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The moving tributes to the victims of the Charlie Hebdo shooting

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Artists around the world have been responding to the Charlie Hebdo shooting, while social media users changed their avatars and tweeted out poignant images in solidarity with victims of the massacre.

At least 12 people were killed and five seriously injured after masked men stormed the offices of Paris-based satirical magazine Charlie Hebdo at around midday on Wednesday.

The incident is France’s deadliest terror attack in at least two decades.

French president François Hollande has said the shooting was "undoubtedly" a terrorist attack. It is thought one motivation for the attack may have been some of the controversial cartoons the magazine has published, including some caricatures of the prophet Muhammad. However no group has yet come forward to claim responsibility for the attack and the gunmen remain at large.

Twitter users shared several of these moving cartoons as a tribute to the victims of the killings.

Robert Mankoff


From Chilean illustrator Francisco J Olea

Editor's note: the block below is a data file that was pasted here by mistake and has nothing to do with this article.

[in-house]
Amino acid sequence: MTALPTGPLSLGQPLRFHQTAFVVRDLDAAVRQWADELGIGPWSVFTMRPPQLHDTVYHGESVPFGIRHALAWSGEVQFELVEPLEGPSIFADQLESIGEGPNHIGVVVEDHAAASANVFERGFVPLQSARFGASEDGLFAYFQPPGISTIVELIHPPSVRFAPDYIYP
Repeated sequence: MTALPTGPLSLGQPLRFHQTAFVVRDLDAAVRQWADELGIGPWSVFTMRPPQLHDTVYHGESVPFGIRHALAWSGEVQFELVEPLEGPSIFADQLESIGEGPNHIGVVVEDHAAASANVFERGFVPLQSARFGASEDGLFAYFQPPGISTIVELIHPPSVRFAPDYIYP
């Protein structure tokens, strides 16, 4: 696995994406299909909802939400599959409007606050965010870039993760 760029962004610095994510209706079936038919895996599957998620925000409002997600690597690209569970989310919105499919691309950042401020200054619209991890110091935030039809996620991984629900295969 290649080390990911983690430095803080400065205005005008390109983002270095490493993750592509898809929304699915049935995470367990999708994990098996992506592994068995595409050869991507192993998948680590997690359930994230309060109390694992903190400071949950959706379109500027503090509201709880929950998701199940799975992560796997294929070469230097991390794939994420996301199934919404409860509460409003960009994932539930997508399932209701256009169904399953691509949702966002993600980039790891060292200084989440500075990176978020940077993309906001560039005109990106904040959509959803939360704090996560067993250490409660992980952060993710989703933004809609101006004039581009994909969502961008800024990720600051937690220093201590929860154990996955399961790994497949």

El Jueves


Mala Imagen


Vagelis Papavasiliou


Jean Jullien


Boulet


Dave Pope


Plantu

Le Monde released this cartoon as a response to the attack, which reads "all hearts with Charlie Hebdo".

"Le Monde expresses its amazement and indignation, solidarity with the team of Charlie Hebdo and condolences to the victims' families," the newspaper wrote.

"Attacking our colleague is an attack on freedom of thought and expression, and thus the founding values ​​of our society. Le Monde has continued since these values since its creation in 1944."


Dave Brown

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This is tomorrow's Independent leader carton.


Separately the hashtag #JeSuisCharlie (which means "I am Charlie" in French) began trending worldwide on Twitter around an hour after the news of the shootings broke.

British satirical publication the Daily Mash changed its Twitter profile picture to 'Je Suis Charlie', while German newspaper Bild were among hundreds of thousands who tweeted out the image and the hashtag. The US embassy in France also changed its Twitter profile picture to "Je Suis Charlie" while AFP, the French news agency, tweeted a poignant tribute.

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Finally, this is what the homepage of Charlie Hebdo's website now shows:

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You can also download a PDF with "Je Suis Charlie" translated into a range of languages.


More: A brief history of Charlie Hebdo: The French satirical magazine

More: Charlie Hebdo: France mourns four of its best known cartoonists

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